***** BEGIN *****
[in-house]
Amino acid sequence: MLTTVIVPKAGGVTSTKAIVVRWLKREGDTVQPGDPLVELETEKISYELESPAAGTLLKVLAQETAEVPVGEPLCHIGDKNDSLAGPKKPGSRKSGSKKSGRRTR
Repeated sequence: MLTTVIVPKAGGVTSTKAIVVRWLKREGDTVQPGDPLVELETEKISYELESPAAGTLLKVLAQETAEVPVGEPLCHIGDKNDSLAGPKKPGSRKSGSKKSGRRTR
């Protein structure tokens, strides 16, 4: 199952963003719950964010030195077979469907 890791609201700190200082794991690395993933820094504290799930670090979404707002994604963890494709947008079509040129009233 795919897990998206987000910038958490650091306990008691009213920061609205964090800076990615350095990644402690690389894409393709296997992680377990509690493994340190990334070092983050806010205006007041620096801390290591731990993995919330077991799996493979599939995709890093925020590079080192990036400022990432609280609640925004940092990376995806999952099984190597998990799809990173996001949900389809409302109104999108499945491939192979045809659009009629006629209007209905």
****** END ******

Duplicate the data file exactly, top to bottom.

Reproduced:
[in-house]
Amino acid sequence: MLTTVIVPKAGGVTSTKAIVVRWLKREGDTVQPGDPLVELETEKISYELESPAAGTLLKVLAQETAEVPVGEPLCHIGDKNDSLAGPKKPGSRKSGSKKSGRRTR
Repeated sequence: MLTTVIVPKAGGVTSTKAIVVRWLKREGDTVQPGDPLVELETEKISYELESPAAGTLLKVLAQETAEVPVGEPLCHIGDKNDSLAGPKKPGSRKSGSKKSGRRTR
């Protein structure tokens, strides 16, 4: 199952963003719950964010030195077979469907 890791609201700190200082794991690395993933820094504290799930670090979404707002994604963890494709947008079509040129009233 795919897990998206987000910038958490650091306990008691009213920061609205964090800076990615350095990644402690690389894409393709296997992680377990509690493994340190990334070092983050806010205006007041620096801390290591731990993995919330077991799996493979599939995709890093925020590079080192990036400022990432609280609640925004940092990376995806999952099984190597998990799809990173996001949900389809409302109104999108499945491939192979045809659009009629006629209007209905």